Tuesday, May 14, 2013
Time to share a secret plotted in my living room near the patio door with my houseplants. I'm growing organic celery. An experiment that if it works out will join the plotted garden outdoors in a planter. I love celery thanks to my mom who never used pesticides or insecticides and organic celery is so delicious like all organic food, puts the other stuff to shame. So I decided to try an experiment I stumbled upon on Pinterest and other places a few months ago.
Cutting off the stump of the celery about 3 to 4 inches, I placed it in a shallow plastic container with about 2 inches of water. Sat it as close to the patio door as I could to get as much light as possible. That was in March. These pictures are the growth since then. It bent toward the light. It started slow but as it got warmer outside it began to flourish.
From what I've learned, I can now put it in some soil. I'm going to use a planter and put it out on the patio--- not in the ground. But I think I'll wait until the danger of Frost is over outdoors. Since I'm not in Texas or other region with long warm seasons, I'll be watching this closely.
Celery loves water they say, is adverse to intense heat and drought conditions. They say it needs a long growing season. So I suppose a southern climate would be perfect. But it's an experiment so we'll see. Stay tuned. If it fails outdoors I could continue growing them in water. I don't know. Has anyone else tried this? Especially if you live in a similar growing zone as mine. Long cold snowy winters and short growing seasons.
Crunchy, soft-- instead of tough and stringy like the non-organic. It's Exactly the same as what I bought from the supermarket, just smaller. I snipped a tiny piece off today and tasted it. Couldn't help myself. It's delicious! I'll update you on the progress.
Wednesday, May 8, 2013
May 7th - The Tulips are the only show in my little garden right now. I'm documenting the process. This is the other part I enjoy so much after all the dirty work of digging and planting (aching and pain) waiting and protecting them from squirrels. I removed the cage to see if the squirrel(s) would leave them alone now. So far so good. Only three blooms survived the squirrel(s). I really should have caged them earlier.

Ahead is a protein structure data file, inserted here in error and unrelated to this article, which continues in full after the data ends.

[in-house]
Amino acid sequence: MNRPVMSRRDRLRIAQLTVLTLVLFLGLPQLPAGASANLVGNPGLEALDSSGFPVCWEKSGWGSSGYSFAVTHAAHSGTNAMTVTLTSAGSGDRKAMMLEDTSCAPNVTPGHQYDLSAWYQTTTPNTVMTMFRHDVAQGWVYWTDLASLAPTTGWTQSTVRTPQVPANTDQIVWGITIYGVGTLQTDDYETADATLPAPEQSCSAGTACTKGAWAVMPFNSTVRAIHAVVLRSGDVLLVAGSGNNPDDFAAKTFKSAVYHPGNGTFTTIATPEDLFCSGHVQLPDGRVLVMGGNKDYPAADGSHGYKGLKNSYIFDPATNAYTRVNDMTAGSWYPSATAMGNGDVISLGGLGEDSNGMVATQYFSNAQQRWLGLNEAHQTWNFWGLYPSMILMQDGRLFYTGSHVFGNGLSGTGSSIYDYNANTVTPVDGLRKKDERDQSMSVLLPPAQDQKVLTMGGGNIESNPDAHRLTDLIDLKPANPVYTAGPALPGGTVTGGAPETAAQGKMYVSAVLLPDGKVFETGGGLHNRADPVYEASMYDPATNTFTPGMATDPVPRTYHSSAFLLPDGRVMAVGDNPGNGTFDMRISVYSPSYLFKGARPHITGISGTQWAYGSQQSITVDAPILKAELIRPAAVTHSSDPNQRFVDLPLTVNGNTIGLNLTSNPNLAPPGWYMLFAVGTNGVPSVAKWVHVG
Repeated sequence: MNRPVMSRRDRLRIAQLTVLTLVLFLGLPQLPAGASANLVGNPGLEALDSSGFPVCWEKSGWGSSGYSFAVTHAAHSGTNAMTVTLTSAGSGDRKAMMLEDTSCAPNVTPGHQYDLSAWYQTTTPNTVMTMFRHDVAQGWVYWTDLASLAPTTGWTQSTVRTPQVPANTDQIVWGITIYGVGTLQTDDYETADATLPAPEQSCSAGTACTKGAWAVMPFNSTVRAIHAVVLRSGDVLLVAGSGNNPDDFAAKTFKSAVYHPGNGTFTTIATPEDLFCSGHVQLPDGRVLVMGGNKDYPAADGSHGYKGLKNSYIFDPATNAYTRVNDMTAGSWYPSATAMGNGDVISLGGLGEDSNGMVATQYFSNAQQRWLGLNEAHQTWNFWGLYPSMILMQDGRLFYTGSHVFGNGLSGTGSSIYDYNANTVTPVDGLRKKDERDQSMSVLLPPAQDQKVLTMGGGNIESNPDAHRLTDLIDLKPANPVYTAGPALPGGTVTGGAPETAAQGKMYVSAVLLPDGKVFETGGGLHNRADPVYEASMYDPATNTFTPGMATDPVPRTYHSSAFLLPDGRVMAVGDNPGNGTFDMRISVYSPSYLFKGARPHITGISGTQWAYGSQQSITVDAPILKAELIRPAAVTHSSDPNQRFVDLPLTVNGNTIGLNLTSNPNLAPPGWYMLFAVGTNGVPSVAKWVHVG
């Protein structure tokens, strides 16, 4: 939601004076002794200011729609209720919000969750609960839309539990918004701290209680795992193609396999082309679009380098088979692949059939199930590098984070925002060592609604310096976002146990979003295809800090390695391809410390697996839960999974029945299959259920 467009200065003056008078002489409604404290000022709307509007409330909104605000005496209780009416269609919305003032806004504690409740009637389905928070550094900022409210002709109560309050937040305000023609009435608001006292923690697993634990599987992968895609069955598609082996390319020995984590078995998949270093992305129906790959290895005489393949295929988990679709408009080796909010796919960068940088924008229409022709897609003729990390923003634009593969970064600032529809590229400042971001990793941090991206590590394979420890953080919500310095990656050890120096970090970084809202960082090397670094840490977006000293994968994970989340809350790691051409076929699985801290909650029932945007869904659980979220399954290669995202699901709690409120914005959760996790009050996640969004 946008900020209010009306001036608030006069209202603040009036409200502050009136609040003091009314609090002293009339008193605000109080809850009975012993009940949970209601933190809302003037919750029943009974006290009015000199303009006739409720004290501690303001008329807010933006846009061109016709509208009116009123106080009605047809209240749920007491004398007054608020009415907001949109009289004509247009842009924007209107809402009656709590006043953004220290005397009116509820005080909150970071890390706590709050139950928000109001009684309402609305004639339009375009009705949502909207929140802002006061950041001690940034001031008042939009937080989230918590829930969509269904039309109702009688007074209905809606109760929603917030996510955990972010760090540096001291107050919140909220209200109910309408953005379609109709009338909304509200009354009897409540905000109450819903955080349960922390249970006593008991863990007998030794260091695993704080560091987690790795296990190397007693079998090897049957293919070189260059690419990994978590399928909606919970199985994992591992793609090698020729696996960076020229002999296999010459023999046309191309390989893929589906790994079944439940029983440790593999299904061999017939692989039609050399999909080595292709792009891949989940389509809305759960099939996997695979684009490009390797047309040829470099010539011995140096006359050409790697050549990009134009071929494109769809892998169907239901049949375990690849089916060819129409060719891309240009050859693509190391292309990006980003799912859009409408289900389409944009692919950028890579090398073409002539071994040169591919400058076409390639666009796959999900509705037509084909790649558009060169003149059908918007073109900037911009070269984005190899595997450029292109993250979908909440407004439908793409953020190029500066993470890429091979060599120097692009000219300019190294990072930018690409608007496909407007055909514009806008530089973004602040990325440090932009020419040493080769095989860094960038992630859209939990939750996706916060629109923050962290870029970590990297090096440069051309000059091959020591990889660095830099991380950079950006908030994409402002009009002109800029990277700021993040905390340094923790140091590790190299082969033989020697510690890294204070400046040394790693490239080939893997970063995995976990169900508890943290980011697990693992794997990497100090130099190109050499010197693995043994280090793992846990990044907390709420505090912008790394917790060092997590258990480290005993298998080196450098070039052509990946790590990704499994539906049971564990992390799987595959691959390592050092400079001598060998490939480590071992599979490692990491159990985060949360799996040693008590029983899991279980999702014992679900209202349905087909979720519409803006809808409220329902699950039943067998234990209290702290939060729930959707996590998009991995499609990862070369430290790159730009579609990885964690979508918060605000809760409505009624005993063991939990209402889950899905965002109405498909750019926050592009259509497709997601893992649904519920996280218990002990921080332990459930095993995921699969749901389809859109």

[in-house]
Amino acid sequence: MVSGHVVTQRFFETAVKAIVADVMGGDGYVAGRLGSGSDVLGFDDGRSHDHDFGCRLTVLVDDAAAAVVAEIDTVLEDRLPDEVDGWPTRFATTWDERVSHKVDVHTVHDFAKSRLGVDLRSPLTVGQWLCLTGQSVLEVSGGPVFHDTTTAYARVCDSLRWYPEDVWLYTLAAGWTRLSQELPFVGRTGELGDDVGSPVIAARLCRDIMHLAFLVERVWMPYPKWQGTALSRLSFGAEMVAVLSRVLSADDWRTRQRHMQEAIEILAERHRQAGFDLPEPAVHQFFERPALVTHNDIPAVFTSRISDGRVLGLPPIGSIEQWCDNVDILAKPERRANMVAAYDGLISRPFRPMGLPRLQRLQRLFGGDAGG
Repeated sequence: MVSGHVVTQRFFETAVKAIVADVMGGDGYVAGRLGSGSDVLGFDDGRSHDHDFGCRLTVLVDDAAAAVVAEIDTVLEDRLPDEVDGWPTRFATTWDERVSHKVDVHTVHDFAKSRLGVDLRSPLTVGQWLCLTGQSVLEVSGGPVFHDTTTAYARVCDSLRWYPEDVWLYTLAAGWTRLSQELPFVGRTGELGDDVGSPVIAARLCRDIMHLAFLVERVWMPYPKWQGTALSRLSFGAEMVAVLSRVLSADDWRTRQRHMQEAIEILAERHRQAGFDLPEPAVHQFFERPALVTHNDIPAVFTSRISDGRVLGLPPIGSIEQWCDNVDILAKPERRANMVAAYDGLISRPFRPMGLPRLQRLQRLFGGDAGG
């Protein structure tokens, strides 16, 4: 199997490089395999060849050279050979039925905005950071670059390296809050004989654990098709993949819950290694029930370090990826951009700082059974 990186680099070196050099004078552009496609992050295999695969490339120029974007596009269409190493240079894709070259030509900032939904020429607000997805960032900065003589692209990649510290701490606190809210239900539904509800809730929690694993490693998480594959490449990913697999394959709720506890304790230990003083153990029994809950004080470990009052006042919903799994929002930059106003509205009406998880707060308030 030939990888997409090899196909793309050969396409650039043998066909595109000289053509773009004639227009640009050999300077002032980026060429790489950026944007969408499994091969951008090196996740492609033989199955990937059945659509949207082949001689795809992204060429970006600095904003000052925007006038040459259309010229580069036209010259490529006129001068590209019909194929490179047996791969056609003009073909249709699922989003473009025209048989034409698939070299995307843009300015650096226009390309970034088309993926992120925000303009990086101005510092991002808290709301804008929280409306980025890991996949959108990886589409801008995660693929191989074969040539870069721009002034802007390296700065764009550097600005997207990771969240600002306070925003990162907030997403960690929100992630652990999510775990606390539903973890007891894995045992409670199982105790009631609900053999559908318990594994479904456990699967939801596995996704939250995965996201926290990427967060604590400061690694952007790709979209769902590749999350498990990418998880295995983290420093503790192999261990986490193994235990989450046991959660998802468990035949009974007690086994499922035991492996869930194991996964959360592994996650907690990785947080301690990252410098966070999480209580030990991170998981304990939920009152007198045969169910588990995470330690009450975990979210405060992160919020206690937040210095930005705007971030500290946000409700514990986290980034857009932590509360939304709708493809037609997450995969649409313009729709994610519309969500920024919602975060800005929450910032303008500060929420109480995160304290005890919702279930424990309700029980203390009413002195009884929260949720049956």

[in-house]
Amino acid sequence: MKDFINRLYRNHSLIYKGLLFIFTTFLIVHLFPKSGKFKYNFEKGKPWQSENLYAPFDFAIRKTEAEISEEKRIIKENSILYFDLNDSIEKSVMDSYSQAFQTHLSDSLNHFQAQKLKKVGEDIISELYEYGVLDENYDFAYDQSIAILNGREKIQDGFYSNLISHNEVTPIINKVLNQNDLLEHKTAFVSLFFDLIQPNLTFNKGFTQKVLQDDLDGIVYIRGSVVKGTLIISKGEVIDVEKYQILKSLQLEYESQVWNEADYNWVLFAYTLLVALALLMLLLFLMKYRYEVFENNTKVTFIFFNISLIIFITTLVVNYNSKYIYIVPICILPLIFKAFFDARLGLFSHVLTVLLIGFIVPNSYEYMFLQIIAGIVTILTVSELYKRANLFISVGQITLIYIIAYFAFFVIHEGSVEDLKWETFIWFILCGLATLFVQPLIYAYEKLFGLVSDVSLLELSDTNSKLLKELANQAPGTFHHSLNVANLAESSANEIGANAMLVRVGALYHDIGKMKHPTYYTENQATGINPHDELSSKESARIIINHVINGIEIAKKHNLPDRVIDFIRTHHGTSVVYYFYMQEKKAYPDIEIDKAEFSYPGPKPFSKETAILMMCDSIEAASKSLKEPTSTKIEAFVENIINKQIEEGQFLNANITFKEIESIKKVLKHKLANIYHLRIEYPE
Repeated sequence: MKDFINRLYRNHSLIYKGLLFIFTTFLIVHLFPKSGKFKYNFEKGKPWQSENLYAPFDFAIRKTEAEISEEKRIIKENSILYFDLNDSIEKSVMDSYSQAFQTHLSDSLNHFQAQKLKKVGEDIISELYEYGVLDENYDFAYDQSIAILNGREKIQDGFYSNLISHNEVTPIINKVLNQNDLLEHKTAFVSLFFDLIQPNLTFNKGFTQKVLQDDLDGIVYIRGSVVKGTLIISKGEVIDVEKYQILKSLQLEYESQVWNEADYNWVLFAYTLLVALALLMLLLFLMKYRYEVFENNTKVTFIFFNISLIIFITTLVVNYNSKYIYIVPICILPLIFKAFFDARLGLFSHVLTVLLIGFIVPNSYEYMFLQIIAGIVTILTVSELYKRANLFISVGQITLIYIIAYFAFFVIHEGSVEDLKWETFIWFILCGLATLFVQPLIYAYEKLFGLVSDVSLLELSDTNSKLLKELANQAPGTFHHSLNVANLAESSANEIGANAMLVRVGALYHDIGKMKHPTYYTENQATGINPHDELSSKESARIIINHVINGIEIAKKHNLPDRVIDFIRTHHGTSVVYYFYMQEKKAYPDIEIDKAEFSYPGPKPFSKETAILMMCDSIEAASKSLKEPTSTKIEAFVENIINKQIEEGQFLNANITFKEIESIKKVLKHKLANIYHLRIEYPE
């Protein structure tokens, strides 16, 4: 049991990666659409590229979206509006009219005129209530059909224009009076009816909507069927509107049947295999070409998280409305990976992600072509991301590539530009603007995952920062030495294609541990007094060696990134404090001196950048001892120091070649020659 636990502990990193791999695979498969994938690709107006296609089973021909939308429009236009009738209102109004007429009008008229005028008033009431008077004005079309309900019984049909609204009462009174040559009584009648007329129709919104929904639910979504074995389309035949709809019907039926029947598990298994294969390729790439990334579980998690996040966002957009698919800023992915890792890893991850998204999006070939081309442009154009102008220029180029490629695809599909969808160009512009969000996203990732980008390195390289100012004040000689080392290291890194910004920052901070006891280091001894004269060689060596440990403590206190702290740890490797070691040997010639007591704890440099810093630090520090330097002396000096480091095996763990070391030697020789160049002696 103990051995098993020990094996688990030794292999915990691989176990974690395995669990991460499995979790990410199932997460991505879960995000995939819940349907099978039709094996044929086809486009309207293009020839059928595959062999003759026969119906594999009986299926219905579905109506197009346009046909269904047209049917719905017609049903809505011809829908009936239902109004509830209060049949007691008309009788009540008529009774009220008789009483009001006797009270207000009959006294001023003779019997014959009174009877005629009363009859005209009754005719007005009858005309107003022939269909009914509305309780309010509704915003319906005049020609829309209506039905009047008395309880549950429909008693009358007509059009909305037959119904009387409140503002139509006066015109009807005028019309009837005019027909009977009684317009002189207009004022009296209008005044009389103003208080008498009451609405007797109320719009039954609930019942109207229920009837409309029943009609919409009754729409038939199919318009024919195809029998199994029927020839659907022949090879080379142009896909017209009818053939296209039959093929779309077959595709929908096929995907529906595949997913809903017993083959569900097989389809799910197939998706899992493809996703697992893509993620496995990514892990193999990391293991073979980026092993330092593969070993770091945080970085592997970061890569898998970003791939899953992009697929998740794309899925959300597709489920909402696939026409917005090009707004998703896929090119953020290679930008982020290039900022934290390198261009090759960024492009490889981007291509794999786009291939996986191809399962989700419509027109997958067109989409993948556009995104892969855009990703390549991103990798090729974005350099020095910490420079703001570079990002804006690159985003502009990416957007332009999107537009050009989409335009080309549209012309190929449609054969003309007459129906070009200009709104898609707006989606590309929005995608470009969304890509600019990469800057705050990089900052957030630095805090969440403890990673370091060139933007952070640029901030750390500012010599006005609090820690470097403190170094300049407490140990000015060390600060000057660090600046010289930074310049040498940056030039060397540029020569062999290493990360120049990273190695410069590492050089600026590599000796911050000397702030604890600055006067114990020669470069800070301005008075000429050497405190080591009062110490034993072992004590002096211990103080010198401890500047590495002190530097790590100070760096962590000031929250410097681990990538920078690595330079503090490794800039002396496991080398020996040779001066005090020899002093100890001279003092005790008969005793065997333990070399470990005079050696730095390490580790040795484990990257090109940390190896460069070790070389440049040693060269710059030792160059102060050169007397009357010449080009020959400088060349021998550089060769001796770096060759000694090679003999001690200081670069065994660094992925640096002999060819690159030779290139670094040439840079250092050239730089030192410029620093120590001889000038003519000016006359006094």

I need a Macro lens now. I'm beyond the kit lens of my newbie days. I'd also like to have a telephoto lens. Why? Some amazing birds, butterflies and other fauna come into my garden and just maybe they would allow me to take pictures if I didn't need to get so close as I do with the kit lens. The Macro Lens on the other hand would allow me to do close-up shoots of the blooms. As it stands now, I have to use certain settings and get really close to the subject to get a shot like this and still if I don't use a tripod they lose some of the sharpness and detail. By the time you download, edit, upload and post, a lot has been lost. And I'll tell you something else, I love Nikon products, but my next choice for a camera would be a Canon. More on that another day.
An overhead closeup reveals the color of the Tulip ready to burst open very soon now. Only three Tulips survived but I'm getting more this Summer. The prices go down after their blooming season is over.
I chose this Tulip to share because something has eaten through the leaf. Squirrels chomp on them and sometimes tear them, or maybe something else has attacked it. I don't know. Pest problems never cease. It's as much a part of gardening as sun and soil. Anyway I love the subtle colors like the maroon on the stem just below the bloom. As a flower photographer it's these details that attract me as much as the bloom.
There is a challenge in being a garden/flower photographer and a gardener, besides how expensive it can be. I find I have to be more organized and pay even more attention to my budget--like an accountant kind of attention.
One of my younger sisters (the baby in the family) has printed out a few of my photos (not posted on my blog) and framed them. She asked me why I'm not selling prints...or something!! She was so excited it threw me. I've focused so much on learning my craft and camera itself in order to get better at it and of course gardening, that I put THAT part of it away for now.